Lions question George Smith's selection
July 6, 2013
Graham Rowntree wants one last Lions push%]
The British & Irish Lions are "prepared to do anything" to beat Australia at ANZ Stadium in Sydney on Saturday night, desperate to avoid the ignominy of a fourth consecutive series defeat for the first time in 125 years.
"It's the biggest game of our lives, this, as players and coaches," Lions assistant coach Graham Rowntree said on Friday, aware the tourists have never in their proud history stretching back to their first visit to Australia and New Zealand in 1888 suffered four consecutive series losses. The Lions haven't won a series since downing South Africa 2-1 in 1997, but they edged Australia 19-18 when they last faced a fourth consecutive series defeat in 1989. "This is grand final rugby. The last throw of the dice. Everything to play for. I'd say desperate is the word."
So desperate that the Lions have risked retribution from the Wallabies for questioning the selection of veteran flanker George Smith, who turns 33 next week, for his first Test in four years, and for mocking skipper James Horwill's emotional celebration after Australia's tense series-levelling win last Saturday.
"We'll see how much of a gamble it is with Smith tomorrow," Rowntree said of the veteran who has replaced Michael Hooper in the backrow and consigned reserve flanker Liam Gill to a place in the stands at ANZ Stadium despite having not played for six weeks because of a knee injury. "I'm surprised at that. He's been out for a long time. It will be interesting to see his match fitness. They've got three good sevens in that squad."
Lions coaches Graham Rowntree and Warren Gatland compare notes at training © Getty Images
Former All Blacks coach Graham Henry has also labelled Smith's selection a risk, but Wallabies vice-captain Will Genia on Friday dismissed fears the 110-Test legend had been rushed back prematurely. "George is a freak," Genia said. "He's running around like he's 21."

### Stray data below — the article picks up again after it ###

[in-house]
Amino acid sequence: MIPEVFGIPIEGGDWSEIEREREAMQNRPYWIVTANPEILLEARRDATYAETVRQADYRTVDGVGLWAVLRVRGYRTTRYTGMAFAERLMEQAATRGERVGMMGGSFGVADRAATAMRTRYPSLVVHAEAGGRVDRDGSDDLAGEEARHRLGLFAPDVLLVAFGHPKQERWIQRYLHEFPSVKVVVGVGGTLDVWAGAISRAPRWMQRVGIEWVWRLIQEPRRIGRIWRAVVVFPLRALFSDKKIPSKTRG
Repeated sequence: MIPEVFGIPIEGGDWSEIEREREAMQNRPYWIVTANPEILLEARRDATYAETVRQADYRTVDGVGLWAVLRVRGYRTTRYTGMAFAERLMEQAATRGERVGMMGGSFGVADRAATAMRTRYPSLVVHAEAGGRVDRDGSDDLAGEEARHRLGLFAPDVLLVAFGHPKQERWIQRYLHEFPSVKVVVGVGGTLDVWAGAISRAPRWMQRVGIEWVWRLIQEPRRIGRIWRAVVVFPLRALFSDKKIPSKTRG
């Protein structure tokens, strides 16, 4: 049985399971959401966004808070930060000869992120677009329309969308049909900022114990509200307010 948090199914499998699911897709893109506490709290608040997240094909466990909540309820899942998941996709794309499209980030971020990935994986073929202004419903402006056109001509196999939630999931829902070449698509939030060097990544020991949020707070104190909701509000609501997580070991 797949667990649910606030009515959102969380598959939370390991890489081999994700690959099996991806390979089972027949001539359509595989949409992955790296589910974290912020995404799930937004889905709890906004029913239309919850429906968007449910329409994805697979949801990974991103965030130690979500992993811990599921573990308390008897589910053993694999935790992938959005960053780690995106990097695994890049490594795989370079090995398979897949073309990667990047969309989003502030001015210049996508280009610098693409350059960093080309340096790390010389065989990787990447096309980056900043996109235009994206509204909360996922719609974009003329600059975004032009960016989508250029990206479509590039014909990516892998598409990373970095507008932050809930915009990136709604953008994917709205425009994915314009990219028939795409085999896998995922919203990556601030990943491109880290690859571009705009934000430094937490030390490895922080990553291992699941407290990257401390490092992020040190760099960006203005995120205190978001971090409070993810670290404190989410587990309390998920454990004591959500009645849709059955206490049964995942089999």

Rowntree doesn't doubt Smith's prowess, and he knows Irish flanker Sean O'Brien, in for injured Lions captain Sam Warburton, will have his work cut out. But he is backing the Lions backrow to win the key breakdown battle. "He's still good, still very good technically, but he makes very good decisions when to go in there to challenge the breakdown," Rowntree said of Smith. "It's going to be a big challenge for Sean. But from what we've seen from training today and how we've trained all week, crikey we're ready for this battle."
Genia and Wallabies coach Robbie Deans are promising Australia's best performance of the series, but Rowntree believes the hosts played their grand final in Melbourne. "I think we saw the reaction from Australia last week after they beat us," Rowntree said. "Especially their captain Horwill - he was crying after the game - they threw everything at us in that game and beat us by a point and we really didn't get our game going. We know that and we've looked at it a lot this week. Particularly third and fourth quarter, we didn't get going, and there's loads more to come from us. And the guys are desperate to win."
The news of James Horwill, Adam Ashley-Cooper and Dan Carter's respective transfers will open the floodgates, writes Tom Hamilton
Kiwi coaches can be found far and wide across the globe, and Murray Mexted believes the All Blacks benefit every bit as much as their rivals
Clermont, Toulon, player burnout, Sam Burgess and a farewell to Adams Park - Monday Maul looks back at the weekend's action
The latest Week in Pictures takes in some original ways of welcoming teams to the field and plenty of tries from the European Champions Cup